At Beckenham Place
An empty villa on a bone-cold January day might not appear an immediately enticing prospect for a visit, yet Beckenham Place in Lewisham contains more than enough wonders to fire the imagination even if they are enshrouded with a melancholy winter gloom at present.
Constructed by John Cator (1728-1806) in the seventeen-seventies as his country house with the proceeds of his timber business, Beckenham Place ceased being a private home at the beginning of the twentieth century. After a sequence of institutional uses, including most recently as a golf club house, it is currently undergoing restoration as artists’ studios while plans are developed to discover how best to dedicate the building to public use.
John Cator took up residence in Robert & James Adam’s Adelphi in the Strand in 1776 and it seems likely the Adam brothers were responsible for the magnificent plasterwork at Beckenham Place, while architect Robert Taylor is the most probable candidate for design of the house. Conceived as a southerly counterpoint to Kenwood House in Hampstead, Cator landscaped the surrounding parkland, planting rare imported species of trees recommended by his acquaintance Carl Linnaeus, creating a lake and diverting the main road. He set out to contrive a country estate in the best possible taste, signalling his arrival in the world and elevating the status of his family. Yet John’s circle of friends included Henry Thrale, Fanny Burney and Samuel Johnson, who all recorded their candid impressions of the man.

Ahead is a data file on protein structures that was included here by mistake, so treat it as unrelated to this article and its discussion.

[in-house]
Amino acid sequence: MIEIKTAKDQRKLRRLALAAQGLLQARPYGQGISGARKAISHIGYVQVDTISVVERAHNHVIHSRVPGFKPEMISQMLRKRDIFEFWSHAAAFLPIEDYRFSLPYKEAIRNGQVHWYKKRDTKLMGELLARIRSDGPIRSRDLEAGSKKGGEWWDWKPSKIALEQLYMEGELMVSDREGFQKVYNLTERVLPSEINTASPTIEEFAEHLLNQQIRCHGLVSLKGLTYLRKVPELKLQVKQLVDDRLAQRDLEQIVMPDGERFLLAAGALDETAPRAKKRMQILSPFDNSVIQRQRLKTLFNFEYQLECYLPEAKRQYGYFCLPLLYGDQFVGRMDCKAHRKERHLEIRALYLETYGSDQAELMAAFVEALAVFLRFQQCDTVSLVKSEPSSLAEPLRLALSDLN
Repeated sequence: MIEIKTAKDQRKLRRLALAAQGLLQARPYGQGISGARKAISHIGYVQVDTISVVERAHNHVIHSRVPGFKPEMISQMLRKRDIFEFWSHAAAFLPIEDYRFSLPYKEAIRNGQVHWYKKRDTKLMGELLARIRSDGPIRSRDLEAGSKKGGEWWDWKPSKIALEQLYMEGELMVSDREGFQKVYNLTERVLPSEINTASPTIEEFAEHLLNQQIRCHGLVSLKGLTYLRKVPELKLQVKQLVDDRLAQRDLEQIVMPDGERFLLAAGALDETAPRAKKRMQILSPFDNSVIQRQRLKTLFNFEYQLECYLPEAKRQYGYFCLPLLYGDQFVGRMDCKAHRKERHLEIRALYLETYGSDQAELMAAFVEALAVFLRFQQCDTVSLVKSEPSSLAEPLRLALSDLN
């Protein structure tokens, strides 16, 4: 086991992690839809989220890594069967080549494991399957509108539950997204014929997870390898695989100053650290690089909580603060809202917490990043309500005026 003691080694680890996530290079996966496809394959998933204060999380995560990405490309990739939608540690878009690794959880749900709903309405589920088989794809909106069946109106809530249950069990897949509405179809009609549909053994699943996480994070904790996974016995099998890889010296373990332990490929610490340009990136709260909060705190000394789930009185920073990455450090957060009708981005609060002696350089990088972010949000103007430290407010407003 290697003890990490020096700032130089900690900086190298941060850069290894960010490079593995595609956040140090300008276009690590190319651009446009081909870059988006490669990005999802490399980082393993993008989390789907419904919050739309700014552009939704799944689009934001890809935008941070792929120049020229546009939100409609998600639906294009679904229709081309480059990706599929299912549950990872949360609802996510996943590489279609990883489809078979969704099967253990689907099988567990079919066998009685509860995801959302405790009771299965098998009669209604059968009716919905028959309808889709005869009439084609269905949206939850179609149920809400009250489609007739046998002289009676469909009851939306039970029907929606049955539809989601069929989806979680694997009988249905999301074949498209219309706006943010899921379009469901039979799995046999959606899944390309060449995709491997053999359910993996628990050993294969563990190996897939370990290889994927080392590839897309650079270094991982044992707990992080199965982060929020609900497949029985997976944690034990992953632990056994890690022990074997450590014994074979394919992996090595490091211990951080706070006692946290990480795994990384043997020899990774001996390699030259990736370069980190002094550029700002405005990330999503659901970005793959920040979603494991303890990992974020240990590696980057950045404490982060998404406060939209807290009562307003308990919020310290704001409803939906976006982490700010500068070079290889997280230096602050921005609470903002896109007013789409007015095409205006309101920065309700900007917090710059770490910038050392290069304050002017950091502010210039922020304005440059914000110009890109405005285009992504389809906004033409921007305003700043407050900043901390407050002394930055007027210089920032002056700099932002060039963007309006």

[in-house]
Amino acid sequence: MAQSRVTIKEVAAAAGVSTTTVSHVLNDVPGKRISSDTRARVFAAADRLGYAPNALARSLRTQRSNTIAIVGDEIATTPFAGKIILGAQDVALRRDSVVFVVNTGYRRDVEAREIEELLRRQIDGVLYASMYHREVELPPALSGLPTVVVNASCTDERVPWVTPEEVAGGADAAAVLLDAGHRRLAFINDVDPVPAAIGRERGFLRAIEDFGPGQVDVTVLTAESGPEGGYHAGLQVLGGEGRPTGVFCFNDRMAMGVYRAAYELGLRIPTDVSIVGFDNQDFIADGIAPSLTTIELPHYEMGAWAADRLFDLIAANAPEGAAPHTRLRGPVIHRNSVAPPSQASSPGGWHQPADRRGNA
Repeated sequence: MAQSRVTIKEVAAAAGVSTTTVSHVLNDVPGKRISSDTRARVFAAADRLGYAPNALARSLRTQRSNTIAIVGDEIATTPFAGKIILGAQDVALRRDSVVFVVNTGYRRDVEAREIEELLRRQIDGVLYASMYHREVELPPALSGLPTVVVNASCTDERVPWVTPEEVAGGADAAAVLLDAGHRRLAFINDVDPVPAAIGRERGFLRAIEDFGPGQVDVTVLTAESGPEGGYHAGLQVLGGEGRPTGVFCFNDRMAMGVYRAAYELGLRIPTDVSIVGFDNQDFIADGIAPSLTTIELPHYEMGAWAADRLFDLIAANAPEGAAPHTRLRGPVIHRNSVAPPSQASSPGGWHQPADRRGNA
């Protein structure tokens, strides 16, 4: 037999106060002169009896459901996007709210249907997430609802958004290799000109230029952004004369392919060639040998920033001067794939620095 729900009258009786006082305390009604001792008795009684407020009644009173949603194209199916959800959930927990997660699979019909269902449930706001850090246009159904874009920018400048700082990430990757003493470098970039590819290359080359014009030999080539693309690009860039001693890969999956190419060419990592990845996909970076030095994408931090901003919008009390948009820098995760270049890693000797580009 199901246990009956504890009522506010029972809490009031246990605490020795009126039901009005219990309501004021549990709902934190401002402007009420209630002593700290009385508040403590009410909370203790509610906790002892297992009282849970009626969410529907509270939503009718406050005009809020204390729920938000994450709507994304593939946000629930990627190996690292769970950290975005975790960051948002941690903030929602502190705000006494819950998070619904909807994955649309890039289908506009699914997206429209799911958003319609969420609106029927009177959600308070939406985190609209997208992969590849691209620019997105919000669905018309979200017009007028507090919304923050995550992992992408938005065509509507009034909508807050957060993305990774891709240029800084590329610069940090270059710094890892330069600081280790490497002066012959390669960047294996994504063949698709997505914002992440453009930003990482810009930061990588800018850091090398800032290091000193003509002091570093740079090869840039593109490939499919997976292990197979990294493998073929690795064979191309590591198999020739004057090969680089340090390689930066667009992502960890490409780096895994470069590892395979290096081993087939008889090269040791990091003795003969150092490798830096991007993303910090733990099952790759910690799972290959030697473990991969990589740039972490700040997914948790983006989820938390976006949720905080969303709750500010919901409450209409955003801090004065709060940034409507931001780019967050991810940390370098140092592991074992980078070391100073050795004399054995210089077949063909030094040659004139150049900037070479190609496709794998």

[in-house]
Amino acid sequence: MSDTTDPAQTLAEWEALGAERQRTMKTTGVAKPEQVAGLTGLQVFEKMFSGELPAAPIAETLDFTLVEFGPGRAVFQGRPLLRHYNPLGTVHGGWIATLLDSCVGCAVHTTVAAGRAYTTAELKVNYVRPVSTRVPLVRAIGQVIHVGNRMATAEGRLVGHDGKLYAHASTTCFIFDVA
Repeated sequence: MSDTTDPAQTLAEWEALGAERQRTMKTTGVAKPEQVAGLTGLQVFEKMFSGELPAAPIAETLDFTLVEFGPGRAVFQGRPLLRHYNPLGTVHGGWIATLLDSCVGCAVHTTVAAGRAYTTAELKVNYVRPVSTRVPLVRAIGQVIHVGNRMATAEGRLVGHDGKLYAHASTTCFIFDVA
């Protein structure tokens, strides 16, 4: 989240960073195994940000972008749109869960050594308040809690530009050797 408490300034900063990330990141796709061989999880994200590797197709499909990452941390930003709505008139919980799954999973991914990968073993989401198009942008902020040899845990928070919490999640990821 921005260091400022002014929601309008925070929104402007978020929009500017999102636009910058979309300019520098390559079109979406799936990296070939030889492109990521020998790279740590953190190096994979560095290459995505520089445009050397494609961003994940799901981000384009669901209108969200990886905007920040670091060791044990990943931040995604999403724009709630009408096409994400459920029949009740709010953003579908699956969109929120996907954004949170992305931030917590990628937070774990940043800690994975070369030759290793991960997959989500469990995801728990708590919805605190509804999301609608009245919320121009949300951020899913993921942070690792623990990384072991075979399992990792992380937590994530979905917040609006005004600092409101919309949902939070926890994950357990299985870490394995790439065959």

“Cator has a rough, manly independence and understanding and does not spoil it by complaisance. He never speaks merely to please and seldom is mistaken in things which he has any right to know” – Samuel Johnson
“He prated so much, yet said so little, and pronounced his words so vulgarly that I found it impossible to keep my countenance” - Fanny Burney
“A purseproud Tradesman coarse in his expressions and vulgar in Manners and Pronunciation; though very intelligent, and full of both money and good sense” – Henry Thrale
When John Cantor’s nephew John Barwell Cantor inherited the estate in 1806, he also inherited his uncle’s social aspiration and brought a huge stone portico salvaged from Wricklemarsh, a nearby ruin, which he installed upon the north side of Beckenham Place without regard to proportion or design. The effect is as incongruous as those neo-Georgian porticos upon the suburban villas which were to surround Beckenham Park when it became a golf course in the twentieth century.
Today the golf course is also history and the bunkers and greens only remain prior to restoration of the landscape, yet the view from the villa over rolling parkland is as august as when it was first built. You could easily imagine yourself in a remote shire, even if you are only nine miles from Central London.
Occupied by ghosts and the presence of all those who have passed through, Beckenham Place speaks eloquently of the elegant conception of its architect complimented by extraordinary craftsmanship, overlaid with a century of use by an extended family, staff and tenants – and the school children, the sanatorium occupants, the soldiers, the golfers and the others who came after. Even in the depths of winter, it was heartening to see the old villa being prepared for new arrivals and a new life.
Artists & makers’ studios at Beckenham Place are available to rent at £175 a month – contact firstname.lastname@example.org or visit www.beckenhamplace.org
“At Beckenham Place, you could easily imagine yourself in a remote shire, even if you are only nine miles from Central London”
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